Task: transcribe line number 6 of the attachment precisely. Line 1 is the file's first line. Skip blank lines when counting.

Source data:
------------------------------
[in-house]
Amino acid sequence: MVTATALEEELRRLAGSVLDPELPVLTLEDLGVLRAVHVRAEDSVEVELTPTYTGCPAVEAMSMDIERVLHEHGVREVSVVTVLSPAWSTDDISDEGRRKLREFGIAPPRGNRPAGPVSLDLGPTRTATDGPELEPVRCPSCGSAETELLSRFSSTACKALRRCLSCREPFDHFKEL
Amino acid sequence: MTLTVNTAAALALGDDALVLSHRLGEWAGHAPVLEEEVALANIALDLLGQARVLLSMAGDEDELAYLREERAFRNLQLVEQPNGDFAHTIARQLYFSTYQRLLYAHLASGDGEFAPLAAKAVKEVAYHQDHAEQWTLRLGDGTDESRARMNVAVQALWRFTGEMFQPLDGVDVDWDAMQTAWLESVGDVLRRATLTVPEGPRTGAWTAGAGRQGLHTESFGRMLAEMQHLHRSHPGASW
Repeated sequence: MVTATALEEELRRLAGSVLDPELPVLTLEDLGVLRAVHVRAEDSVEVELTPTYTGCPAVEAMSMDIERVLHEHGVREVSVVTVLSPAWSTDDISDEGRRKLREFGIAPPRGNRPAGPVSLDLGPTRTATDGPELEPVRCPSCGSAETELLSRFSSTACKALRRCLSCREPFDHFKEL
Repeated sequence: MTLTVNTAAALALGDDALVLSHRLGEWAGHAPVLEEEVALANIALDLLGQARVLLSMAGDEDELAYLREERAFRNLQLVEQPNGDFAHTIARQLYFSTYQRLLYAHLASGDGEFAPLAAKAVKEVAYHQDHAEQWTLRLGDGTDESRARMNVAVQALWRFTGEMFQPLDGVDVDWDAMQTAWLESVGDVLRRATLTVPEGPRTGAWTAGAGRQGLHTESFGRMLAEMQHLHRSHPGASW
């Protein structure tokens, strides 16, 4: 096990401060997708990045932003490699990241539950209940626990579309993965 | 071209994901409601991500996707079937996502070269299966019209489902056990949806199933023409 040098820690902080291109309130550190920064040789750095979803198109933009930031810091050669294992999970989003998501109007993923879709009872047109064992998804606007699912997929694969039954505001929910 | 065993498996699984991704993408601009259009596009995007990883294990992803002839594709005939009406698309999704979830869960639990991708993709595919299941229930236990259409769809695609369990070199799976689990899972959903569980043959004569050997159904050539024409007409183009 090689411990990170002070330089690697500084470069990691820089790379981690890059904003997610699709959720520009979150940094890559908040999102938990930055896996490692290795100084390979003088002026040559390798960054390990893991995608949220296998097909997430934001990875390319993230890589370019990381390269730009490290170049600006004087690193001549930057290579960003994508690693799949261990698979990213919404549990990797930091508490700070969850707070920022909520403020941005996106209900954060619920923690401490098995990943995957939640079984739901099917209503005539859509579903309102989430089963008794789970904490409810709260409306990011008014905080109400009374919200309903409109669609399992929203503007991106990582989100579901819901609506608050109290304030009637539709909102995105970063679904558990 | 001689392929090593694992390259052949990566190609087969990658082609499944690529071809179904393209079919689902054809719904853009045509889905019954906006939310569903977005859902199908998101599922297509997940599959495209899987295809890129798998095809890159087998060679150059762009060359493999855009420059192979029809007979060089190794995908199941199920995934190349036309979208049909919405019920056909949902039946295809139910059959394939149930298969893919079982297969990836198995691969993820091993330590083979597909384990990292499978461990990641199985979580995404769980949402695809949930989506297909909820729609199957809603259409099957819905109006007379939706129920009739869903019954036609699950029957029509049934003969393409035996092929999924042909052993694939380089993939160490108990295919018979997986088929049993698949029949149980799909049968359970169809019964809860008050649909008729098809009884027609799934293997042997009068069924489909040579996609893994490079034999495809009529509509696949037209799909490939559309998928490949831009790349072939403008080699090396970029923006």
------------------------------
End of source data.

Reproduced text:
């Protein structure tokens, strides 16, 4: 096990401060997708990045932003490699990241539950209940626990579309993965 | 071209994901409601991500996707079937996502070269299966019209489902056990949806199933023409 040098820690902080291109309130550190920064040789750095979803198109933009930031810091050669294992999970989003998501109007993923879709009872047109064992998804606007699912997929694969039954505001929910 | 065993498996699984991704993408601009259009596009995007990883294990992803002839594709005939009406698309999704979830869960639990991708993709595919299941229930236990259409769809695609369990070199799976689990899972959903569980043959004569050997159904050539024409007409183009 090689411990990170002070330089690697500084470069990691820089790379981690890059904003997610699709959720520009979150940094890559908040999102938990930055896996490692290795100084390979003088002026040559390798960054390990893991995608949220296998097909997430934001990875390319993230890589370019990381390269730009490290170049600006004087690193001549930057290579960003994508690693799949261990698979990213919404549990990797930091508490700070969850707070920022909520403020941005996106209900954060619920923690401490098995990943995957939640079984739901099917209503005539859509579903309102989430089963008794789970904490409810709260409306990011008014905080109400009374919200309903409109669609399992929203503007991106990582989100579901819901609506608050109290304030009637539709909102995105970063679904558990 | 001689392929090593694992390259052949990566190609087969990658082609499944690529071809179904393209079919689902054809719904853009045509889905019954906006939310569903977005859902199908998101599922297509997940599959495209899987295809890129798998095809890159087998060679150059762009060359493999855009420059192979029809007979060089190794995908199941199920995934190349036309979208049909919405019920056909949902039946295809139910059959394939149930298969893919079982297969990836198995691969993820091993330590083979597909384990990292499978461990990641199985979580995404769980949402695809949930989506297909909820729609199957809603259409099957819905109006007379939706129920009739869903019954036609699950029957029509049934003969393409035996092929999924042909052993694939380089993939160490108990295919018979997986088929049993698949029949149980799909049968359970169809019964809860008050649909008729098809009884027609799934293997042997009068069924489909040579996609893994490079034999495809009529509509696949037209799909490939559309998928490949831009790349072939403008080699090396970029923006």